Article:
The Scan

Part 2

I can talk now, and I can write about it! From September to December last year, I experienced what many people have experienced when told that you may have Cancer.

I want to share part of my journey, dealing with uncertainty, waiting days and weeks, scans, biopsy, and to see the hand of the Lord on all this. I realise people I know are going through this, and I hope you are encouraged.

I had two MRI scans, one on my lower back and the other to look for signs of cancer in my prostate. I have heard so many people telling me about their experiences going through it that I was somehow familiar with it. You are laid down on a mobile bed that moves inside the “big tube”. It was noisy and very hot. The nurses were fantastic, and I had headphones to listen to the best of Mozart. On my second scan, I had a drip on my left arm.

I drove to the hospital, and I was anxious. This was different, and it was not a pastoral visit. I was the patient. I parked the car and walked to the MRI and X-Ray reception. I handed my letter, and I was on time, but I don’t remember being aware of the time. My mind was racing back and forth with so many possible scenarios of this MRI’s outcome.

My appointment was at 17:30, and I did not know how long it would last. My first scan was long, almost forty-five minutes, but I was unsure about this one. I realised I was not alone. There were other men waiting and others arriving. Some of them were my age, and some others were older.

There was a silent conspiracy in the waiting room. We acknowledge one another with head movement and a whisper of “Hi”. Honestly, there was no need to say a word. We all knew why we were there, and in the strangest way I was connected to them, I did not feel alone.

The nurse came and asked me to follow her; she gave me a hospital gown, I changed, and a drip was inserted into my right arm. I sat and waited until she called me and explained what was happening. Then, she gave me a set of headphones to keep me distracted and, in a way, protected from the loud noise of the scan.

I drank some water, and I laid down; then it moved me inside the scan, and the noise began at the same time as the music on my earphones began to play. I tried to relax I did the best I could. I tried to pray, and that was a battle. Then, suddenly, and naturally, my mind was filled with all the different outcomes of the scan.

“So if my prostate is enlarged, do I need surgery? If I have cancer, at my age? I am not ready for this, not now, not ever! If I do, how will I tell my wife, kids, friends, and church…If I do, what can of treatment do I need? My family record with cancer is very negative!! Please, God, not now! Memories of my mum telling me that she did not want to die with cancer came to mind, so many emotions, so many different outcomes and one reality: I did not know yet!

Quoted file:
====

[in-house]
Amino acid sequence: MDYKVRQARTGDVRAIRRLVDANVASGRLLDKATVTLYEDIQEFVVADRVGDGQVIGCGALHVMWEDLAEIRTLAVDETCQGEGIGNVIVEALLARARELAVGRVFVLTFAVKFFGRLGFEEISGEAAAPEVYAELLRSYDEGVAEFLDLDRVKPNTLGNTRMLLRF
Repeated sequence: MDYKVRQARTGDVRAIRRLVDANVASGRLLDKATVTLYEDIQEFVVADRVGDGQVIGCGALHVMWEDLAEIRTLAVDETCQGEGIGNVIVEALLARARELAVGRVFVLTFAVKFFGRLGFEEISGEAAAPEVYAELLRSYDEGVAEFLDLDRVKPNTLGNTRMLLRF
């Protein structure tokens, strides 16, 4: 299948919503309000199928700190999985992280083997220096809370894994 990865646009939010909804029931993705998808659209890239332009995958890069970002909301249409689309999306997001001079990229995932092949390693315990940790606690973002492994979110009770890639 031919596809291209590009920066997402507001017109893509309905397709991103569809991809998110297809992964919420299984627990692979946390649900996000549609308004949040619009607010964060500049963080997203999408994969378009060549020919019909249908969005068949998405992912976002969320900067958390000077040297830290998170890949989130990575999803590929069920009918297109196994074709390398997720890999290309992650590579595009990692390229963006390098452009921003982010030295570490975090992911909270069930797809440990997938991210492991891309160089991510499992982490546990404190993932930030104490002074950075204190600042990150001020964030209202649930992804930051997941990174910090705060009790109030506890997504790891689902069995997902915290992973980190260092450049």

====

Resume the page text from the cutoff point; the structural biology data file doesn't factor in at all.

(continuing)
I was feeling up my mind with “what ifs scenarios”, and it was ok; it was normal.  

However, I had to wrestle with the concept of pain and suffering and realising that possibly this could become my reality. It was at that point inside the MRI scan is when I prayed a simple prayer “Lord, let your grace be enough to carry me through this.”

This didn’t mean that the “what if stopped” they increased after the day of the MRI scan, and they became louder in my mind, yet the Grace of God was also present and growing. As I lay down with all the noise and the music coming out of the earphones, I remember the words of Psalm 23, a psalm that I share with those who are ill. The words of the psalm became my hope. I was being directed and comforted by the one who held the Rod and the Staff.

“The LORD is my shepherd; I shall not want.
He makes me lie down in green pastures. He leads me beside still waters.
He restores my soul. He leads me in paths of righteousness for his name’s sake.
Even though I walk through the valley of the shadow of death, I will fear no evil, for you are with me; your rod and your staff, they comfort me.
You prepare a table before me in the presence of my enemies; you anoint my head with oil; my cup overflows.
Surely goodness and mercy shal
l follow me all the days of my life, and I shall dwell in the house of the LORD forever.”(Psalm 23:1–6 ESV)

Why Am I sharing this? First, I want you to get and make an appointment with your doctor. Second, having gone through this, I have a more profound empathy for those with cancer and their journey. Third, it is a journey that involves families and friends. Finally, my biopsy came back clean, and I am so thankful for so many who prayed for my family and me.

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